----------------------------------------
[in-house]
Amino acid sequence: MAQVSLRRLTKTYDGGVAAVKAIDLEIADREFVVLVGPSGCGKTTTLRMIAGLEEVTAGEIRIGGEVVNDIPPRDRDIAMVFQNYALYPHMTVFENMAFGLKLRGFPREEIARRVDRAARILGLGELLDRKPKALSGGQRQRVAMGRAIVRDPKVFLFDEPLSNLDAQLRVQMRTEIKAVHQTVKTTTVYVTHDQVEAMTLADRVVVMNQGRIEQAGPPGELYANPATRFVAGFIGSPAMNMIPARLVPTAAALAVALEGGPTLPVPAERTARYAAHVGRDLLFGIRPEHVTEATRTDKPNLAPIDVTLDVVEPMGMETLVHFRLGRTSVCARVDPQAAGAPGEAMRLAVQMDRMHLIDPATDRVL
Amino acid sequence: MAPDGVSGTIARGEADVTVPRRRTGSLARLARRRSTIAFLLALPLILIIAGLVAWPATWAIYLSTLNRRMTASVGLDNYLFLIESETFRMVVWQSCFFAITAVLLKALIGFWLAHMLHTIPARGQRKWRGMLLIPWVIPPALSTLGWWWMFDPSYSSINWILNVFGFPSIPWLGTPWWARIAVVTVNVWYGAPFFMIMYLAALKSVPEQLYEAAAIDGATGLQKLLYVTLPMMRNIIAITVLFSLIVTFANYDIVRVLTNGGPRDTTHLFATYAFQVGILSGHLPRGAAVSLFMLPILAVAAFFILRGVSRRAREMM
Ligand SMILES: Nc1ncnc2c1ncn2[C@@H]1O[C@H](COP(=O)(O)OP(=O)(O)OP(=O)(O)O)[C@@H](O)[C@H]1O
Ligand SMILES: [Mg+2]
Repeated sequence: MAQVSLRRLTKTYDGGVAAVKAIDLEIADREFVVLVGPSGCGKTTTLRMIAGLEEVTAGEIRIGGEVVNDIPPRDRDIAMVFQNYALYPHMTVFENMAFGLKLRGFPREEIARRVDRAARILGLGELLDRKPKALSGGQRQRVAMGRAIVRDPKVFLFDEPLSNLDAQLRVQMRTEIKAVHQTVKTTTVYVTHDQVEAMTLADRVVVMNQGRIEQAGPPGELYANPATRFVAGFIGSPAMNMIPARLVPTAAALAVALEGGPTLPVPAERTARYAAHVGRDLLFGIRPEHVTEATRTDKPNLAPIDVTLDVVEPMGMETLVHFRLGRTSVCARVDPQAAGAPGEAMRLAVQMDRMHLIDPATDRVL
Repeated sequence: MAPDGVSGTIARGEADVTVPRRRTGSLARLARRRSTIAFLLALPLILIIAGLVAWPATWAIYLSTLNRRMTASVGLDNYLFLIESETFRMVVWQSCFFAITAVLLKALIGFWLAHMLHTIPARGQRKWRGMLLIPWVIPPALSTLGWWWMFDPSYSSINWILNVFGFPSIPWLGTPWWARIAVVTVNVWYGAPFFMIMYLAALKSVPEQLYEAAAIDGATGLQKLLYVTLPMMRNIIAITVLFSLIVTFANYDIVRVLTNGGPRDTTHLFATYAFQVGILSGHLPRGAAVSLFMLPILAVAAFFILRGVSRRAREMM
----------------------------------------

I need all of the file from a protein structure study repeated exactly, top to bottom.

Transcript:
[in-house]
Amino acid sequence: MAQVSLRRLTKTYDGGVAAVKAIDLEIADREFVVLVGPSGCGKTTTLRMIAGLEEVTAGEIRIGGEVVNDIPPRDRDIAMVFQNYALYPHMTVFENMAFGLKLRGFPREEIARRVDRAARILGLGELLDRKPKALSGGQRQRVAMGRAIVRDPKVFLFDEPLSNLDAQLRVQMRTEIKAVHQTVKTTTVYVTHDQVEAMTLADRVVVMNQGRIEQAGPPGELYANPATRFVAGFIGSPAMNMIPARLVPTAAALAVALEGGPTLPVPAERTARYAAHVGRDLLFGIRPEHVTEATRTDKPNLAPIDVTLDVVEPMGMETLVHFRLGRTSVCARVDPQAAGAPGEAMRLAVQMDRMHLIDPATDRVL
Amino acid sequence: MAPDGVSGTIARGEADVTVPRRRTGSLARLARRRSTIAFLLALPLILIIAGLVAWPATWAIYLSTLNRRMTASVGLDNYLFLIESETFRMVVWQSCFFAITAVLLKALIGFWLAHMLHTIPARGQRKWRGMLLIPWVIPPALSTLGWWWMFDPSYSSINWILNVFGFPSIPWLGTPWWARIAVVTVNVWYGAPFFMIMYLAALKSVPEQLYEAAAIDGATGLQKLLYVTLPMMRNIIAITVLFSLIVTFANYDIVRVLTNGGPRDTTHLFATYAFQVGILSGHLPRGAAVSLFMLPILAVAAFFILRGVSRRAREMM
Ligand SMILES: Nc1ncnc2c1ncn2[C@@H]1O[C@H](COP(=O)(O)OP(=O)(O)OP(=O)(O)O)[C@@H](O)[C@H]1O
Ligand SMILES: [Mg+2]
Repeated sequence: MAQVSLRRLTKTYDGGVAAVKAIDLEIADREFVVLVGPSGCGKTTTLRMIAGLEEVTAGEIRIGGEVVNDIPPRDRDIAMVFQNYALYPHMTVFENMAFGLKLRGFPREEIARRVDRAARILGLGELLDRKPKALSGGQRQRVAMGRAIVRDPKVFLFDEPLSNLDAQLRVQMRTEIKAVHQTVKTTTVYVTHDQVEAMTLADRVVVMNQGRIEQAGPPGELYANPATRFVAGFIGSPAMNMIPARLVPTAAALAVALEGGPTLPVPAERTARYAAHVGRDLLFGIRPEHVTEATRTDKPNLAPIDVTLDVVEPMGMETLVHFRLGRTSVCARVDPQAAGAPGEAMRLAVQMDRMHLIDPATDRVL
Repeated sequence: MAPDGVSGTIARGEADVTVPRRRTGSLARLARRRSTIAFLLALPLILIIAGLVAWPATWAIYLSTLNRRMTASVGLDNYLFLIESETFRMVVWQSCFFAITAVLLKALIGFWLAHMLHTIPARGQRKWRGMLLIPWVIPPALSTLGWWWMFDPSYSSINWILNVFGFPSIPWLGTPWWARIAVVTVNVWYGAPFFMIMYLAALKSVPEQLYEAAAIDGATGLQKLLYVTLPMMRNIIAITVLFSLIVTFANYDIVRVLTNGGPRDTTHLFATYAFQVGILSGHLPRGAAVSLFMLPILAVAAFFILRGVSRRAREMM